The culture and experience literally defines our attitude and values. Judging from cultural background (individualistic or collectivistic), it is possible to predict a particular person’s behavior and relationships with others (independent or interdependent). Personal experience and culture also have impact on values this person appreciates in people and tries to develop in her/himself. People tend to value those things that are highly estimated in the society they were brought up. Cultural influence on the psychology led to the establishment of cultural psychology devoted to study psychological tendencies rooted in culture.
I think that Mr. Ramirez possibly was exposed to microaggressions and stereotypes while trying to find job. Oppression, racism and discrimination fuels feeling of inferiority that contributes to personal problems. Such things as society rejection, even if it is slightly noticeable, oppress personality. On the psychological level such small things tend to accumulate that leads to disorders and complexes. In my opinion, Mr. Ramirez became a victim of his personal fears of being Latin man in America and low self-esteem (“But You Speak So Well”).
I would definitely seek cases with similar problems that could help me to understand Mr. Ramirez. Moreover, I would address to papers of Carkuff and Kagan to build interpersonal relations. It is important to include both training and supervision in the model of cooperation. Client as well as therapist should take part in the healing process. Such thing as motivation and empathy is also very important for the client (MacDonald).
Personally I feel pity to people who can be very successful and intelligent, but fall for their own fears and underestimations. I am not racist or judgmental towards Mr. Ramirez’ racial or ethnic background because I consider him to be competent member of society. Moreover, he has impeccable reputation and is a good father to his daughters. My negative emotions sooner concern his cheating his wife rather his race or culture. He boasts about having affairs thus tries to prove his importance and competence all the time feeling underestimated by society.
The first beliefs and attitudes concern counselor awareness of own assumptions, values, and biases. First of all, they will become aware of their own cultural background and its influence on their behavior in order not to harm the establishing connection with a client. The second beliefs and attitudes refer to understanding the worldview of the culturally different client. Counselor should be in control of his or her own stereotypes and negative emotional reactions toward other racial or ethnic groups. The third beliefs and attitudes are based on developing appropriate intervention strategies and techniques. This means that counselor understands and accepts client’s religious or cultural differences and views and values bilingualism (Sue, Arredondo and McDavis).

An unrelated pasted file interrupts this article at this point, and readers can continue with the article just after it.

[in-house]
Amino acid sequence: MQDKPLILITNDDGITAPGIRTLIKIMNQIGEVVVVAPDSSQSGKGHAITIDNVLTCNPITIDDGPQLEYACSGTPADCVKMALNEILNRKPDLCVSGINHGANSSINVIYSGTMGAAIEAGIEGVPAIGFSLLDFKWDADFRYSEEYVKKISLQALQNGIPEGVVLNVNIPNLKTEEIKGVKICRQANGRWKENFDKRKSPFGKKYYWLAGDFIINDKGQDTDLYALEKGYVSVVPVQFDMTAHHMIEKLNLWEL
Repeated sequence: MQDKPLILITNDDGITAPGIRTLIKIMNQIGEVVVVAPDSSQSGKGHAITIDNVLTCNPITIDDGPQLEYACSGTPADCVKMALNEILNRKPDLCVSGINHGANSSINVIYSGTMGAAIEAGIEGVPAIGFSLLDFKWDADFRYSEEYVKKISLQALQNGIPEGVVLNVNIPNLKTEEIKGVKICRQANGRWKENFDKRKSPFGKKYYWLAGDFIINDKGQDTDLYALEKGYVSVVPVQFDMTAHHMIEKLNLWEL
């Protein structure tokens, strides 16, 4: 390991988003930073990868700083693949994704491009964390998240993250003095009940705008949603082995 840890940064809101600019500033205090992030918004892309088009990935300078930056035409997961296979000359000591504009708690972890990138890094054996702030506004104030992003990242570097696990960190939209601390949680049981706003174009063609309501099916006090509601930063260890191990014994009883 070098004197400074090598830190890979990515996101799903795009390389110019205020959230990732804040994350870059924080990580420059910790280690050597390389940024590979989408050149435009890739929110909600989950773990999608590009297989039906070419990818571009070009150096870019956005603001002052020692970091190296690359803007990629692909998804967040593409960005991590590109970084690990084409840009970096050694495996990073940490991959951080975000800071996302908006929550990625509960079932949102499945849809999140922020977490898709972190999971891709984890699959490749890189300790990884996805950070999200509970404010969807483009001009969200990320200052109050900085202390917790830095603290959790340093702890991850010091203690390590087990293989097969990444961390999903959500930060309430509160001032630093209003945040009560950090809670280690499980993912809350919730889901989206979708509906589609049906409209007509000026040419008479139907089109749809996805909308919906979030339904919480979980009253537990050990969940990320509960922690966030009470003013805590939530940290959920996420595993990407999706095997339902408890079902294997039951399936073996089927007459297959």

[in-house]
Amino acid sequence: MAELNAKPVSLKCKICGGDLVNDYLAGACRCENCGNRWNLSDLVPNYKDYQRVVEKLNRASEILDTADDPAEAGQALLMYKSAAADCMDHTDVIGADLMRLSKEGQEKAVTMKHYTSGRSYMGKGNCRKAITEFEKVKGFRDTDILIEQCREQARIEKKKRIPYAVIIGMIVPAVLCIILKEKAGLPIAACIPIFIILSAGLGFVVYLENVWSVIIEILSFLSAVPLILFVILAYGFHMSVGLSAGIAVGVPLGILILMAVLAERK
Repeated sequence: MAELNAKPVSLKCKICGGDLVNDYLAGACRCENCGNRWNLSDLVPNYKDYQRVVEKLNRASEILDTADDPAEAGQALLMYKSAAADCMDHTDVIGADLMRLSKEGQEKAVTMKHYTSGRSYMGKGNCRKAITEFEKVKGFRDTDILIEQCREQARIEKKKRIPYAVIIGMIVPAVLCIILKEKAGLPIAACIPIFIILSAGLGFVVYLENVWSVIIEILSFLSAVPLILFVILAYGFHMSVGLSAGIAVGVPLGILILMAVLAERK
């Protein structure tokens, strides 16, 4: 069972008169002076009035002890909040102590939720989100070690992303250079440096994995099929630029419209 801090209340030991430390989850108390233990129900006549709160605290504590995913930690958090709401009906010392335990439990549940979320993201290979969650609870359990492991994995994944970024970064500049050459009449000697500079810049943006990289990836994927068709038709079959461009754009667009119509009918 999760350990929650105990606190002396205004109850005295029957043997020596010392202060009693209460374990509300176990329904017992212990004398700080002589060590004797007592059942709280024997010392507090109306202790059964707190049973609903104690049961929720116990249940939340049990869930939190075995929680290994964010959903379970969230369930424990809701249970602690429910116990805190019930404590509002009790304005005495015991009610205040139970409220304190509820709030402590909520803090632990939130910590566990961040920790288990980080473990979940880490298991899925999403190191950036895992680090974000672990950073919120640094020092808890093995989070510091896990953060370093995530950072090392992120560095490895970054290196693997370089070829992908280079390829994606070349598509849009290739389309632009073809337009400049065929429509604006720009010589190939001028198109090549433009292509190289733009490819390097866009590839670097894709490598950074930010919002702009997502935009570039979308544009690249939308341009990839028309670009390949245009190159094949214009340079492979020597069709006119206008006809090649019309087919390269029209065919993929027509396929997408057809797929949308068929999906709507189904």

I would try to point out at his positive characteristics and make him believe in himself. The main issue is efforts to prevent direct or indirect racial or cultural offence being repeated. The client should believe that I understand and accept him as an individual regardless of his ethics and race. I should make him engage into conversation and open himself for assistance he needs. He must feel comfortable psychologically as if he spoke to a friend. Our alliance must be considered as partnership with common goals for both of us. (Rieker, Kramer and Brown).
In Mr. Ramirez’ case, the first and most important concern is an absence of desire to get help. He does not understand why he was referred to a specialist. Another concern is his opposition to and rejection of the fact that he has a problem. The third concern is that prompt and effective measures should be takes because the client is emotionally unstable. This means that he is capable of committing suicide any time (“Multicultural Concerns”).
“But You Speak So Well: How Latinos Experience Subtle Racism.” Psychology Benefits Society. American Psychological Association, 26 Sep. 2013. ‹http://psychologybenefits.org/2013/09/26/how-latinos-experience-subtle-racism/›.
Hill, C. and Lent, R. “A narrative and meta-analytic review of helping skills training: Time to revive a dormant area of inquiry.” Psychotherapy: Theory, Research, Practice, Training 43(2), (2006): 154–172.
MacDonald, Ch. “How to Achieve Success with Counsiling.” Health Psychology Center, 5 Jun. 2013. ‹http://healthpsychology.org/achieving-success-with-counseling/›.
“Multicultural Concerns.” Goodtherapy.org, 6 Jan. 2015. ‹http://www.goodtherapy.org/therapy-for-multicultural-concerns.html›.
Rieker, P. P., Kramer, B. M. and Brown B. S. Mental Health, Racism, and Sexism. Ed. Charles V. Wille. Pittsburg: University of Pittsburgh Press. 1995. Print.
Sue, Derald W., Arredondo P. and McDavis, J. “Multicultural Counseling Competencies and Standards: A Call to the Profession.” Journal of Counseling & Development 70, (1992): 477-486.